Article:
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What Are the Conventions of the Gothic Horror Genre?


Gothic fiction, which reached the height of its popularity in the late 18th to mid-19th centuries, was a genre of fiction that focused on the darker, irrational and more terrifying aspects of life. The Gothic novel was a reaction against the Enlightenment, which saw the world and humans as ordered and logical. Gothic conventions have remained popular and are still found in novels, music and film.

Conventions of Setting

“Gothic” derives from a style of medieval architecture, and Gothic fiction is often set in medieval castles or churches. These settings are often dark, gloomy and full of secret chambers, hallways and dungeons. Wild, dark and dangerous locations, such as abandoned graveyards, forests and other untamed places, are also common. In more contemporary Gothic literature, such as Henry James’s “Turn of the Screw,” older houses and manors replaced castles, though the sense of mystery and gloominess remained a strong element.

Conventions of Characters

The Gothic hero is often an isolated or “marked” figure who must restore himself to society. A figure of evil -- sometimes with a relationship to the supernatural -- is often in opposition to the hero. Women play significant roles in Gothic novels; they are often depicted as victims of tyrannical and evil men. Doppelgangers -- “doubles” that are similar in appearance, history and character to main characters in the novel -- are common in Gothic novels.

Conventions of Plot

Gothic plots often surround a family mystery, ancient prophecies or revenge. Concepts of “inherited” curses or terrible family mysteries are common; often, the protagonist must overcome an ancestral curse to restore the world to order. The Gothic novel sometimes depicts a fallen society -- one that has succumbed to some kind of evil or temptation -- that must brought back to the light.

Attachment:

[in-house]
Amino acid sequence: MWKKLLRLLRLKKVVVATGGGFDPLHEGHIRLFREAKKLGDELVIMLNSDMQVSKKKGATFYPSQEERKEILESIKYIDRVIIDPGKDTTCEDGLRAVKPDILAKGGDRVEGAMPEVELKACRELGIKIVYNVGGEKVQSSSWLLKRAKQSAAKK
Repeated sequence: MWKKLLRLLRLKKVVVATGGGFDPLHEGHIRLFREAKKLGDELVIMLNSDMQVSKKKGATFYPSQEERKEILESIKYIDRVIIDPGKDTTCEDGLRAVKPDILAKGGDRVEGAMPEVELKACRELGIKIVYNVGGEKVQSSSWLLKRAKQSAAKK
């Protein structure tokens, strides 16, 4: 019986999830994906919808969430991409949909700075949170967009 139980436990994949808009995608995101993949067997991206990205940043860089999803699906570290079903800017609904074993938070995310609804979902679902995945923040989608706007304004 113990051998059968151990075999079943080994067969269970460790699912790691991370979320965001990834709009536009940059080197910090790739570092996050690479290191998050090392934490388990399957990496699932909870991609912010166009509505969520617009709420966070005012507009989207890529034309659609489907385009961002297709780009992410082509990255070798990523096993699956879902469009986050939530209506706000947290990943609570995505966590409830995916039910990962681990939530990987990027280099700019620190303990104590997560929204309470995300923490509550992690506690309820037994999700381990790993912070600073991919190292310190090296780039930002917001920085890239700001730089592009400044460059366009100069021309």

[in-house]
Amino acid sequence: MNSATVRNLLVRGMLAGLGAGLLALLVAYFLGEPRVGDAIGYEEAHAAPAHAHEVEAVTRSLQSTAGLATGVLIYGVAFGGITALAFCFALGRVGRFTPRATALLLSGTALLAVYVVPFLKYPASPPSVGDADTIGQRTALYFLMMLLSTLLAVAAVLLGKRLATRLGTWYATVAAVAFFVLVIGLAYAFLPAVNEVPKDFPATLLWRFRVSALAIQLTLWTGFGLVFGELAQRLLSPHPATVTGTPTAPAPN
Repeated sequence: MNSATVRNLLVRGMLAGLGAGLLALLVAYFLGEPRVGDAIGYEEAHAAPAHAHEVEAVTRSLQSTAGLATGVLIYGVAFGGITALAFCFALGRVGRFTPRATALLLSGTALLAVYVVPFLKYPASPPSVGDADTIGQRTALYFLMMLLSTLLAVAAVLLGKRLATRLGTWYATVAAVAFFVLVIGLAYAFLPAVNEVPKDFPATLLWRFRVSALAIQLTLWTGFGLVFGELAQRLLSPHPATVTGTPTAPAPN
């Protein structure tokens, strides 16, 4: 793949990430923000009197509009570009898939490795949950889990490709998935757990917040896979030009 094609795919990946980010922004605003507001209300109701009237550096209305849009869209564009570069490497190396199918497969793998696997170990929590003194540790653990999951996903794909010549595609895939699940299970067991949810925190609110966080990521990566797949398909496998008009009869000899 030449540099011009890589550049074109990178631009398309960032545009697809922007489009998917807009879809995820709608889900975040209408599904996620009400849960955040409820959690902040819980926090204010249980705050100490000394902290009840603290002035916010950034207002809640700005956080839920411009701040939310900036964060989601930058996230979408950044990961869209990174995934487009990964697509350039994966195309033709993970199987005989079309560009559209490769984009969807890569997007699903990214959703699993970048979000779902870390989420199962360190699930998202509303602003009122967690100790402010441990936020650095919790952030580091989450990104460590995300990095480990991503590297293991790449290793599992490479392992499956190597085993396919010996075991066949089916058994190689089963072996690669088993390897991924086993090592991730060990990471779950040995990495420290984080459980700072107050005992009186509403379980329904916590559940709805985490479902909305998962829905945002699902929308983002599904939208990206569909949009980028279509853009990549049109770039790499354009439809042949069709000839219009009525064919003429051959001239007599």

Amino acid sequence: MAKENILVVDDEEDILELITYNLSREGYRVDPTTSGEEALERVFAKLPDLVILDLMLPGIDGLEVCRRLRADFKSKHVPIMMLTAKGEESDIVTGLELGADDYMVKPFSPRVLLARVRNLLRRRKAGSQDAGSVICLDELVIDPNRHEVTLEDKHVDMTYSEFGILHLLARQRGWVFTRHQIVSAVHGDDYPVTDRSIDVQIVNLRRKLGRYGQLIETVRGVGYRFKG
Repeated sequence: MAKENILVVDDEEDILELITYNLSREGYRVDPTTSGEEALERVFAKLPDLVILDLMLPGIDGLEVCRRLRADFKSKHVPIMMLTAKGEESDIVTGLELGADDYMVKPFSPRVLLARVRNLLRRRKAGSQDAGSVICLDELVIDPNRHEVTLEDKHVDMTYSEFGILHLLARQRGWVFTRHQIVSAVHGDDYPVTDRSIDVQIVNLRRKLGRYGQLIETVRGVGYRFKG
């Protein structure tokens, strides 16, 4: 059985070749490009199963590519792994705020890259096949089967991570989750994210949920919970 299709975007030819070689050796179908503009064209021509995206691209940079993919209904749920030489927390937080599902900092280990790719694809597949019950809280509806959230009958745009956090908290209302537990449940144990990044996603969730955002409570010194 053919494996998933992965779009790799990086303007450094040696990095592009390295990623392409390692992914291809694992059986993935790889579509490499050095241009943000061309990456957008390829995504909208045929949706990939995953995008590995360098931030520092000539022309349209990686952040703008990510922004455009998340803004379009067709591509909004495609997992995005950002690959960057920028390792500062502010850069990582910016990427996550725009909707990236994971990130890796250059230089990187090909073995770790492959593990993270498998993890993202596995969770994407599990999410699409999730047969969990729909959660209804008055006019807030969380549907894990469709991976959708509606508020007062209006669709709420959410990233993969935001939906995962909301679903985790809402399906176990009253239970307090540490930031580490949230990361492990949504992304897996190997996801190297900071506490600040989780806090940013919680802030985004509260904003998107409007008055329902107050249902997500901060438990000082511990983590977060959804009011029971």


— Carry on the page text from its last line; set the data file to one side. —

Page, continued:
Other Conventions

Most Gothic novels contain themes of ghosts, monsters or the supernatural. Although these elements are fantastic, Gothic novels sometimes report the events in an empirical manner, creating a tension between the scientific and the supernatural. Gothic fiction often contains grotesque or “unnatural” events, such as murder, suicide, madness and torture. In addition, many Gothic novels use the “Gothic Counterfeit” theme, in which a story is told by claiming that it is a found text, a diary entry or a series of letters. The Gothic Counterfeit gives an illusion of authenticity, heightening the drama and horror of the events recounted by the author. This storytelling device is used in “The Castle of Otranto,” an early Gothic novel, as well as “Dracula,” which uses the epistolary method, or a story told through letters.

About the Author

Ann Trent has been publishing her writing since 2001. Her work has appeared in "Fence," the "Black Warrior Review" and the "Denver Quarterly." Trent received a Master of Fine Arts in creative writing from Ohio State University and has attended the Macdowell Colony. She is currently pursuing a Master of Arts in counseling.

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